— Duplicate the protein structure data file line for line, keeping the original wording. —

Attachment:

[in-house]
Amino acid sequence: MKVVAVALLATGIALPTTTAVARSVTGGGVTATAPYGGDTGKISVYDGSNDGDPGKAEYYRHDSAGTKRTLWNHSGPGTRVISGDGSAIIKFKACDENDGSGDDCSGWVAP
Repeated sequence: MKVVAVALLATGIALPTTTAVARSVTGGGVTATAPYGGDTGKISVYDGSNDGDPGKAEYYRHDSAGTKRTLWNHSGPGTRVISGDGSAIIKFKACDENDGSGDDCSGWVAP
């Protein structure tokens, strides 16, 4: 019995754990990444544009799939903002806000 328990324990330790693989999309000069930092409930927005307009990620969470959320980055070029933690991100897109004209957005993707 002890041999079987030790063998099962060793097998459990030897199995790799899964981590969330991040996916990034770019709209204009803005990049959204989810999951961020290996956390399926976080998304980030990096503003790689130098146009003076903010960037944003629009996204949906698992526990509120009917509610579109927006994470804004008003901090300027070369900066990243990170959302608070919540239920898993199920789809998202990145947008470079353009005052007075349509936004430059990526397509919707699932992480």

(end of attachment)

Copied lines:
[in-house]
Amino acid sequence: MKVVAVALLATGIALPTTTAVARSVTGGGVTATAPYGGDTGKISVYDGSNDGDPGKAEYYRHDSAGTKRTLWNHSGPGTRVISGDGSAIIKFKACDENDGSGDDCSGWVAP
Repeated sequence: MKVVAVALLATGIALPTTTAVARSVTGGGVTATAPYGGDTGKISVYDGSNDGDPGKAEYYRHDSAGTKRTLWNHSGPGTRVISGDGSAIIKFKACDENDGSGDDCSGWVAP
């Protein structure tokens, strides 16, 4: 019995754990990444544009799939903002806000 328990324990330790693989999309000069930092409930927005307009990620969470959320980055070029933690991100897109004209957005993707 002890041999079987030790063998099962060793097998459990030897199995790799899964981590969330991040996916990034770019709209204009803005990049959204989810999951961020290996956390399926976080998304980030990096503003790689130098146009003076903010960037944003629009996204949906698992526990509120009917509610579109927006994470804004008003901090300027070369900066990243990170959302608070919540239920898993199920789809998202990145947008470079353009005052007075349509936004430059990526397509919707699932992480």